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When it comes to autopilot STCs, the devil is in the details

There’s been a lot said recently about the process aircraft manufacturers go through to get new models certified. Some of it is accurate. Some (most) of it is so much hot air dispensed by people who have never flown an airplane. But, such is today’s media.

Anyway, having been in the aviation business for a while, I can say that no aircraft or avionics manufacturer would knowingly take any type of certification ‘short cut.’ There’s just too much riding in the balance – and a company’s reputation is the least of it.

Everyone here at Genesys Aerosystems approaches every STC (Supplemental Type Certificate) project as if we are certifying a brand new autopilot. Take, for example, our recent programs to get our new S-TEC 3100 Digital Flight Control System approved for some 100 aircraft models.

Obviously, because of their performance similarities, some models can share STC approval. Take the venerable Beechcraft Bonanza 35 and 36 series, which includes 23 models spanning 55-years of production.

With regards to our autopilots, the 35/36 share an STC, but because we realized the gain settings need to be different for each aircraft operating under different conditions and with different types of avionics, we developed a test flight program that would require us to fly as many configurations as possible to ensure all the various interfaces worked correctly no matter the situation.

The goal of all of this testing is to enable pilots to safely install our autopilots no matter what types of avionics they currently have in the panel. Sure, there have been plenty of ‘growing pains’ with this approach, but with the help of some great customers, dealers and our exceptionally responsive customer support team, we’re getting better all the time.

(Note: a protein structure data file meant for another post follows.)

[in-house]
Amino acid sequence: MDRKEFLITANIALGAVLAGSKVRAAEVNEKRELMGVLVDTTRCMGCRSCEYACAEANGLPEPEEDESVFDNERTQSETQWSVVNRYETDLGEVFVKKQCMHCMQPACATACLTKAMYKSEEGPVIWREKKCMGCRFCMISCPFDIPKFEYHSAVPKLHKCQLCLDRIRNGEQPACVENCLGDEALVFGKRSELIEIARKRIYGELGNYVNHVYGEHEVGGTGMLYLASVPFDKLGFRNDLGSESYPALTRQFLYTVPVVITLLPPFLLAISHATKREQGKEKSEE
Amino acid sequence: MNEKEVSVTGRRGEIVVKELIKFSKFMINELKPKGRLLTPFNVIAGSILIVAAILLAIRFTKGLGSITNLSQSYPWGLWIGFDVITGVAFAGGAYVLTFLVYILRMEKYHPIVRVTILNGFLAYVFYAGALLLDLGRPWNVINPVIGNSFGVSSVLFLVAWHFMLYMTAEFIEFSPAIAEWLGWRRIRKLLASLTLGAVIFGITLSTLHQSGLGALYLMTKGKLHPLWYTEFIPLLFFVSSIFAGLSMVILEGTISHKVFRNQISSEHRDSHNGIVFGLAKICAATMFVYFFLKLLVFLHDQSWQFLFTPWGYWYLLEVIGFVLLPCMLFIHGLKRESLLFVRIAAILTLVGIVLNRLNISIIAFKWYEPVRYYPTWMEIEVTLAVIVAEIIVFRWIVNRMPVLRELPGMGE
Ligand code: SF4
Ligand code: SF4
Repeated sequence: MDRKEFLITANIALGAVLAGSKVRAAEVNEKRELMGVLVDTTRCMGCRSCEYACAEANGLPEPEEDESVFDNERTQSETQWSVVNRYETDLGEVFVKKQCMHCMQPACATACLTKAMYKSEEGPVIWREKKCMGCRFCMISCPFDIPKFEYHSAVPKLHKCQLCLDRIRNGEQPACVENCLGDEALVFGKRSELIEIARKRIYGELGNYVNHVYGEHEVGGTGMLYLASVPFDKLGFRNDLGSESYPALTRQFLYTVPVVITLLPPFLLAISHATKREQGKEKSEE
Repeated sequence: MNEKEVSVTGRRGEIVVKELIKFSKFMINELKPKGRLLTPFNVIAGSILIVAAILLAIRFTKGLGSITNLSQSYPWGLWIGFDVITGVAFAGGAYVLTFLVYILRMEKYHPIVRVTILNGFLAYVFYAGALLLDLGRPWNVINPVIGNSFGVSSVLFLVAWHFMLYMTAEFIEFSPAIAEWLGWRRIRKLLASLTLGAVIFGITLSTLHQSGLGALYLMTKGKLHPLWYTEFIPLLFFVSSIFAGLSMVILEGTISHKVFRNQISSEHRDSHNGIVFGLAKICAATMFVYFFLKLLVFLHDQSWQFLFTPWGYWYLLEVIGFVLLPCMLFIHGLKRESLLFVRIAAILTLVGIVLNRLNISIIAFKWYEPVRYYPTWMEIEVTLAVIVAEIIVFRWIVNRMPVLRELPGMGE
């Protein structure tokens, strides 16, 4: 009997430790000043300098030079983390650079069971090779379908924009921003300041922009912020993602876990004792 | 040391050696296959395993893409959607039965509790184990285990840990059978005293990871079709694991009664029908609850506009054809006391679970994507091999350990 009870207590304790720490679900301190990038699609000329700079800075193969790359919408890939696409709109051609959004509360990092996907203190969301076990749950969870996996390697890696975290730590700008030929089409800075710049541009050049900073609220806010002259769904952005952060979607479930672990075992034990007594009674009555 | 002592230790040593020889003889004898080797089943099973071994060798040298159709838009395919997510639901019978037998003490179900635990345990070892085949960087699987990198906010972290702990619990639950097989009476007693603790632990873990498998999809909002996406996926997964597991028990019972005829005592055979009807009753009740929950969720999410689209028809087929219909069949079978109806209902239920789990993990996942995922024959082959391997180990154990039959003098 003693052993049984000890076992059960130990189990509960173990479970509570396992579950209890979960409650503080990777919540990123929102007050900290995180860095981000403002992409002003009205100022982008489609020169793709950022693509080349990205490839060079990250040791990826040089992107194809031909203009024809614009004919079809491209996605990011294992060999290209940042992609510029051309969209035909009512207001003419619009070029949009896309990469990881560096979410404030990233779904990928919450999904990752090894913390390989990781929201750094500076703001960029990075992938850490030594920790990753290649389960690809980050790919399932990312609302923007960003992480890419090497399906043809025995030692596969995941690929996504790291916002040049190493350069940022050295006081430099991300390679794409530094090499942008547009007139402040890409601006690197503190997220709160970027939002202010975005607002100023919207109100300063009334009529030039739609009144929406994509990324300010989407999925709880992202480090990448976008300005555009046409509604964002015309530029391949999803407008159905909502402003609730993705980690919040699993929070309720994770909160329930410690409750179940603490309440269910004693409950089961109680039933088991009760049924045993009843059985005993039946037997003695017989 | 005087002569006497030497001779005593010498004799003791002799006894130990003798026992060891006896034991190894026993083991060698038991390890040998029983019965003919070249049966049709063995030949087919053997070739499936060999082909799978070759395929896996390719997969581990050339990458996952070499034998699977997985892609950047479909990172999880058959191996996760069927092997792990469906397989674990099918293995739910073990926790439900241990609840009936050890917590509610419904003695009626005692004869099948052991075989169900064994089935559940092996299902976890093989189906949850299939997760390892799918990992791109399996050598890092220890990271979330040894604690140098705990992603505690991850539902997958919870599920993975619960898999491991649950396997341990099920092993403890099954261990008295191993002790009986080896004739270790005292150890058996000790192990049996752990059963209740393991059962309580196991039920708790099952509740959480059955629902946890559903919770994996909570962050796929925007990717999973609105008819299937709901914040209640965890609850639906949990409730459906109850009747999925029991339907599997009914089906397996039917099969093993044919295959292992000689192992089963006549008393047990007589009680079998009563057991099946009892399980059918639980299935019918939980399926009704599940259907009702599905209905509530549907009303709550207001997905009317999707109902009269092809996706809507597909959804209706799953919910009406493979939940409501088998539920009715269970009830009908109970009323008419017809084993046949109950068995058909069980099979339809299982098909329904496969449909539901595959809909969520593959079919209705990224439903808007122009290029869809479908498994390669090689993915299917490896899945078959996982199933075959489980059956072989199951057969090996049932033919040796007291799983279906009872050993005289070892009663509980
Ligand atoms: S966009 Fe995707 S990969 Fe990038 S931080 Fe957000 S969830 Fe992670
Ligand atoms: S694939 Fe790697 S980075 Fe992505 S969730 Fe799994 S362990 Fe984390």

But what goes into a typical STC program you ask? Let’s look at a recent S-TEC 3100 STC program for the Cessna T303 Crusader.

According to our lead FAA Organization Designation Authorization (ODA) Administrator and the guy who is in charge of all of our certification efforts, Steve Joseph, the plan for the Cessna T303 included some 90 different test points. And many of those items had multiple aircraft speed and configurations that had to be tested and passed.

What do Steve and his team check during these flights? As Steve explained it to me, pretty much every possible situation the aircraft and the autopilot can be engaged by the pilot. And, aside from the simple stuff like tracking a course or flying an approach, the tests include various CG locations, high and low airspeeds, all kinds of pitch, yaw and roll situations, and, since it is a light twin, a host of engine-out scenarios in various configurations.

All that’s just some of the “easy stuff.” Because the S-TEC 3100 has some new features like Envelop Protection and Level Mode, the flight test regime called for putting the airplane in some of those “unusual attitudes” and proving that, at the touch of the right button, the autopilot would indeed pull the pilot’s bacon out of the proverbial fire.

Oh yes, I forgot to mention all the various system failure modes that were tested. No matter what the test, it was done over and over again at varying weights, CGs, airspeeds, or whatever they could think of. All with the single-minded goal of proving to us, and the FAA, that the S-TEC 3100 would deliver the performance, capabilities, and safety that the owner/pilot is expecting.

While it may sound a little over the top, we wouldn’t have it any other way. Pilots put their trust in Genesys Aerosystems to deliver a safe product. And, in our opinion, no amount of testing is too much to invest in earning that trust with every flight.

Until next time, fly safely,

Jamie